[ RadSafe ] Chris Busby

Steven Dapra sjd at swcp.com
Sun Apr 24 14:33:16 CDT 2011

April 24

         A "huge amount of evidence", again invoked sans citations.

         A dose is a dose, and a rose is a rose is a rose.  (How do 
you know what 'us guys' think about Grays vs. rads?)

         "A lot of evidence" --- again sans citations.  Instead of 
threatening to send citations from your book, why don't you send 
some?  Can't you find something more recent than 1963?

Steven Dapra

At 09:56 AM 4/24/2011, you wrote:

>Good point.
>But your animal doses are enormous and you just assume linear. Huge 
>amount of evidence that very low doses dont work like that, and 
>uindeed the Second Event enhancement falls as the dose increases 
>theoretically. Supporting this are some very odd effects at low dose 
>for Sr90 in mice and dogs, also your own observations of lung cancer 
>in your NO dose controls. Of course, they were housed in the same 
>building and will not have been no dose. Its just that you guys dont 
>think a dose is a dose unless it is in Grays.
>There is a lot of evidence that Sr90 causes massive genetic damage 
>in the peer review literature. I can send you a list from my 1995 
>book Wings of Death. The main one is Luning and Frolen 1963 who 
>looked at Cs137 and Sr90 in mice for foetal deaths. Then Stokke 
>Oftedal Pappas rat bone marrow, Ehrenberg on wheat genetics. Etc.
>-----Original Message-----
>From: radsafe-bounces at agni.phys.iit.edu on behalf of Otto G. Raabe
>Sent: Fri 22/04/2011 18:13
>To: The International Radiation Protection (Health Physics) Mailing List
>Subject: Re: [ RadSafe ] Chris Busby
>At 02:17 AM 4/22/2011, Dr. Busby wrote:
> >1. Its is a comparison of two probabilities. "Very small" is not a
> >quantitative measure. You have to compare the probability of a Y90
> >decay in 12 hours with the probability of the same cell getting 2
> >hits in 12 hours from the same dose of external radiation. However
> >small the absolute probability for one atom sequence the number of
> >atoms involved is very large (as the overall contamination goes
> >up)  and so the product gives you the probability of a second event
> >in the body/tissue. The probability of a second event from external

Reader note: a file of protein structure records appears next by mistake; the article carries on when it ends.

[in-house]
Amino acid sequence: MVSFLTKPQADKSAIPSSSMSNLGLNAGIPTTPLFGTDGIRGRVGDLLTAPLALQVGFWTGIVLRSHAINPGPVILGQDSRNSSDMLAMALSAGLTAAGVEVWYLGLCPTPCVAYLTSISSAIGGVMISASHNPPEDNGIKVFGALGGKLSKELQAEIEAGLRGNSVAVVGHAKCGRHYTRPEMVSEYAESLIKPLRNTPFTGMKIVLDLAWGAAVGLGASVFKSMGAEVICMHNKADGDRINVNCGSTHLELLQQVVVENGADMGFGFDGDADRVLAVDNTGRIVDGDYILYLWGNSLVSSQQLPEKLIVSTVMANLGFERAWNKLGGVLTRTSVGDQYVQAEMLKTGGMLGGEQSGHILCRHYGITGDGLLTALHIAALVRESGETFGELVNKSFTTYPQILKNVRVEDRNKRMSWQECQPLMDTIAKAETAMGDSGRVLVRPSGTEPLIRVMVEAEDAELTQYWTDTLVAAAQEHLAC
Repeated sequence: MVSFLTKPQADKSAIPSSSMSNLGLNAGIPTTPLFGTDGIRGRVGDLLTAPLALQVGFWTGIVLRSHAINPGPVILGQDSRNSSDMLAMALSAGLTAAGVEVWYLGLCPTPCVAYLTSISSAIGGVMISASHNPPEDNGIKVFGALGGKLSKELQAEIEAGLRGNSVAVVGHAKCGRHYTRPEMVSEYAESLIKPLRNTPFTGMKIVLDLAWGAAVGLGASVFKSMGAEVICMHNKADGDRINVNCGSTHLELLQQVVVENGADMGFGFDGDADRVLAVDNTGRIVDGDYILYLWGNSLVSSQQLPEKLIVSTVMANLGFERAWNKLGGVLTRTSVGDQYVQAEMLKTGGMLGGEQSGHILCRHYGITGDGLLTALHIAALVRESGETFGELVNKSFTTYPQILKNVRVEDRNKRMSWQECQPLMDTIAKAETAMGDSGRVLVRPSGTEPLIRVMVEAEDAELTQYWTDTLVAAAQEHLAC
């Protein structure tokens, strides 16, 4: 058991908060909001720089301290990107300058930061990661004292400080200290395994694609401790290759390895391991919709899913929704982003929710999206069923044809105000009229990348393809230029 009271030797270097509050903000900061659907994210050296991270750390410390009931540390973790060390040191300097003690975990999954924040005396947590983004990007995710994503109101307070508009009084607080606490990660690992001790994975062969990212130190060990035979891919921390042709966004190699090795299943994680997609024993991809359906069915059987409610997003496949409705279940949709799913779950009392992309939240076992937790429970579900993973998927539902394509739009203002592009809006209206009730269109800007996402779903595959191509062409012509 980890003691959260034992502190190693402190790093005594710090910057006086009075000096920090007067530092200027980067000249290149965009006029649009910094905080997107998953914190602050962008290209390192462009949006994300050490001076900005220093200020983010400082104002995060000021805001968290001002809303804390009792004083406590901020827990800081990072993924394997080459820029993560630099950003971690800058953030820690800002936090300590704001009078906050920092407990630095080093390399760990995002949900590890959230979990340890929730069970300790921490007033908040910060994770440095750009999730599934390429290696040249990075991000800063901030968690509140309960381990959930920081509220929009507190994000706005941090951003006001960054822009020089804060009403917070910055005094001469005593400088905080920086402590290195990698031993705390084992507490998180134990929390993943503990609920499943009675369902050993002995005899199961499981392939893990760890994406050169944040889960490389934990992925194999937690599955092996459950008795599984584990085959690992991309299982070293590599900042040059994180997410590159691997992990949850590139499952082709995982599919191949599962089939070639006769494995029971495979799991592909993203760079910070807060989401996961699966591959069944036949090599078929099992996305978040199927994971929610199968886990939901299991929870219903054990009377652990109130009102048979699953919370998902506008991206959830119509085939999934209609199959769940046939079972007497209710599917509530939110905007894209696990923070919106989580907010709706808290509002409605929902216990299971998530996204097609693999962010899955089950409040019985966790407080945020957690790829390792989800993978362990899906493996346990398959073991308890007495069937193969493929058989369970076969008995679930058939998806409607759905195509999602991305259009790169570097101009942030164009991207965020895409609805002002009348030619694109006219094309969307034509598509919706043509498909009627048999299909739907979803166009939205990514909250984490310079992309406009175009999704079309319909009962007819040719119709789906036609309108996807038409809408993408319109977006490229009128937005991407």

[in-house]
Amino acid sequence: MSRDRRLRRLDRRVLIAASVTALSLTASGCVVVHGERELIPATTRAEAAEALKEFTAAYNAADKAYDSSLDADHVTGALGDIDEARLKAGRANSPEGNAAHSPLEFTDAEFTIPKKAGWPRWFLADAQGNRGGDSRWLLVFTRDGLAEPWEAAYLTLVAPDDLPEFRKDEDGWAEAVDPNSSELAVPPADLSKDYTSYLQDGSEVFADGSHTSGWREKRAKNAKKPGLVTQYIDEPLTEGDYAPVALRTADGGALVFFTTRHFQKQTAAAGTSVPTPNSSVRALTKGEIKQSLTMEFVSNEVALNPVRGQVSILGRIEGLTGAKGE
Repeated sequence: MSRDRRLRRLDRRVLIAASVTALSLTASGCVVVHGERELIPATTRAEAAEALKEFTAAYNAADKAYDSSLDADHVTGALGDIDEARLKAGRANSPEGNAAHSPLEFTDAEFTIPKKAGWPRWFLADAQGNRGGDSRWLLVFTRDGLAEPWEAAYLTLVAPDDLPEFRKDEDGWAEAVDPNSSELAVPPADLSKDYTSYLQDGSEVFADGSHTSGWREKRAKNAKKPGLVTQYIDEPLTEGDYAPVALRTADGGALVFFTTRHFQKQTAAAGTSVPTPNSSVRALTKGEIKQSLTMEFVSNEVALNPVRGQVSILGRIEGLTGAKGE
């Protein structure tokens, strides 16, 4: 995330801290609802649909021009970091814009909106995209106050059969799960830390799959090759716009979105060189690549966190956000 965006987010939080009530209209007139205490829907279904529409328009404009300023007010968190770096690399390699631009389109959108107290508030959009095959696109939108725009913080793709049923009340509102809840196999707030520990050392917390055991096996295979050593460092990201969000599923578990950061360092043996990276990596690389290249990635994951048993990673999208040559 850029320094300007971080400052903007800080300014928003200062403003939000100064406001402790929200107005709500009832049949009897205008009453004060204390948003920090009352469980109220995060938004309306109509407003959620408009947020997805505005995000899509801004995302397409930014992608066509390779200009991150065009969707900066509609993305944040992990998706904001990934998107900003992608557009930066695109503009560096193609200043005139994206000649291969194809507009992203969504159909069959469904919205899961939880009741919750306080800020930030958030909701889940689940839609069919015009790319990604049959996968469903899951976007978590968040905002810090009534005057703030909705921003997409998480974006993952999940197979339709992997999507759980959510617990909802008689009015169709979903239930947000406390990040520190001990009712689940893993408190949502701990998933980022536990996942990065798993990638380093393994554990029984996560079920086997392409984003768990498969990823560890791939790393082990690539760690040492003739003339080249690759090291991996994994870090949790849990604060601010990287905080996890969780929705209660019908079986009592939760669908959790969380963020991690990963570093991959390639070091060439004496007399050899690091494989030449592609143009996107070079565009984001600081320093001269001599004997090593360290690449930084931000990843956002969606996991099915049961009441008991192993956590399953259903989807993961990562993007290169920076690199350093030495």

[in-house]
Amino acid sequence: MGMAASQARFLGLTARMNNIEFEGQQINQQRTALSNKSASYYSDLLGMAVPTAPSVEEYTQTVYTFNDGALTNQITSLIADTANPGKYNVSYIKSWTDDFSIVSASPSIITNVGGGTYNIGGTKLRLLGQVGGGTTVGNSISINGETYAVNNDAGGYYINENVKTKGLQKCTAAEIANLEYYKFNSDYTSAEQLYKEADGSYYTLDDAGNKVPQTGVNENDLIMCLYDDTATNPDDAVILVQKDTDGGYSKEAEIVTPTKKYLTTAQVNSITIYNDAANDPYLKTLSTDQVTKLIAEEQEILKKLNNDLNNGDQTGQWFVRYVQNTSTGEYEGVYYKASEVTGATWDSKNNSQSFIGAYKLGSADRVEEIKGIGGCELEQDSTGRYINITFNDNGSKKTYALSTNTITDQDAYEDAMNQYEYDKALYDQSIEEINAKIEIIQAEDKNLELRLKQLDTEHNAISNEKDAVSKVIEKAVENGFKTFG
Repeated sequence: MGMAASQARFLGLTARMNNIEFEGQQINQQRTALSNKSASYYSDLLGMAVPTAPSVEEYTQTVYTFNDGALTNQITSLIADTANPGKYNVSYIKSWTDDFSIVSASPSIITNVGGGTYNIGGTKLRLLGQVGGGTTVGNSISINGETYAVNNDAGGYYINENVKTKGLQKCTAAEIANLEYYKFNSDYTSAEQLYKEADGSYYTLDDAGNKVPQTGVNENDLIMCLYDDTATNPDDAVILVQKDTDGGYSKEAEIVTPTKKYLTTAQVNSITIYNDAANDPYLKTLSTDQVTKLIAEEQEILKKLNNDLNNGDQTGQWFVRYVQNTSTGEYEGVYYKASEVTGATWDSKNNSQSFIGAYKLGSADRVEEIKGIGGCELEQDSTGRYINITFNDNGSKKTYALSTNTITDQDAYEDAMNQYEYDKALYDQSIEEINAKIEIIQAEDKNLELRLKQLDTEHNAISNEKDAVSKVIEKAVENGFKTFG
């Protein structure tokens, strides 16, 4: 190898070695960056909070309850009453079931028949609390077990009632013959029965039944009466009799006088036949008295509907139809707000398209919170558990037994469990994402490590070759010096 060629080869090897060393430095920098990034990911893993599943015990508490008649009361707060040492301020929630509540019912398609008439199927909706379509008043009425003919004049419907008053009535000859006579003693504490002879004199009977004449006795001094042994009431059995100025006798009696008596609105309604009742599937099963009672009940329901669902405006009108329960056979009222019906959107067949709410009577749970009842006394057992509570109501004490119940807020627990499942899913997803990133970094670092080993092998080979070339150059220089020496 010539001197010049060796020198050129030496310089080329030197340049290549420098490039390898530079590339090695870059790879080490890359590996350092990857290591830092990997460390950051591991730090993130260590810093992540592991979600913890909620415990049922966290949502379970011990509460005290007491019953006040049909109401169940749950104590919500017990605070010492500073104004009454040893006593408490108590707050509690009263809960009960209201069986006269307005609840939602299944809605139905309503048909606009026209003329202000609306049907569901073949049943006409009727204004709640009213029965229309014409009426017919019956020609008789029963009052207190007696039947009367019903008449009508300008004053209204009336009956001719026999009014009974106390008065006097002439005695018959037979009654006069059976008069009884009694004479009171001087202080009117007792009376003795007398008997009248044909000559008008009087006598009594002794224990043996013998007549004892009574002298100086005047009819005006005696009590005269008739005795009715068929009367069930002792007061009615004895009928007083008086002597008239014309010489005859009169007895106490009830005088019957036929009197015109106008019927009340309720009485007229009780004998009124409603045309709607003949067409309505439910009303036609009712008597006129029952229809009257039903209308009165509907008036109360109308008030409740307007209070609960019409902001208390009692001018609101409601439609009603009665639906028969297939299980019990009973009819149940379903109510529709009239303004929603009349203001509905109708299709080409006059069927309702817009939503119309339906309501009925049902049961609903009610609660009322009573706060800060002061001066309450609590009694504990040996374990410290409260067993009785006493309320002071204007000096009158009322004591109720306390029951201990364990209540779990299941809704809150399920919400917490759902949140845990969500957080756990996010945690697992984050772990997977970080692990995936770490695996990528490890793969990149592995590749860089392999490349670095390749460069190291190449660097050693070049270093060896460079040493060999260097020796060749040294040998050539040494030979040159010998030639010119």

> >is vanishingly small though calculable. There are 10^13 cells. The
> >probability of two tracks from external is 1 in E-26. The
> >probability from two tracks from Sr90 Y90 is a lot less (12 hr
> >period and 64hr decay so the enhancement is about E+22 for a simngle
> >atom, decay internal vs external.
> >
> >2. Not if they are bound to the DNA in condensed form. Furthermore,
> >there is the ionisation change at the decay locus from
> >transmutation. Sr++ to Y+++ is an ionisation. Then Y+++ to Zr is
> >also an ionisation from transmutation redox. And even if it is very
> >small (you can work it out on complete randomness into 4pi) it is
> >not as small as E-26 and there are a lot of atoms.
> >
> >3. But why doesnt someone do the experiment??
>April 22, 2011
>I don't see the point. What is this supposed to prove? Dr. Busby's
>imaginary model doesn't  relate to any biologically observed phenomena.
>Lifetime studies in laboratory animals fed Sr-90 from birth and other
>lifetime studies of laboratory animals injected with Sr-90 have
>already been performed. They do not show any increase in cancer risk
>for cumulative doses below about 10 Sv. In beagles there was a
>statistically significant (p<0.047) reduction in the lifetime
>incidence of osteosarcoma associated with lifetime skeletal doses
>less than 10 Sv.
>Prof. Otto G. Raabe, Ph.D., CHP
>Center for Health & the Environment
>University of California
>One Shields Avenue
>Davis, CA 95616
>E-Mail: ograabe at ucdavis.edu
>Phone: (530) 752-7754   FAX: (530) 758-6140

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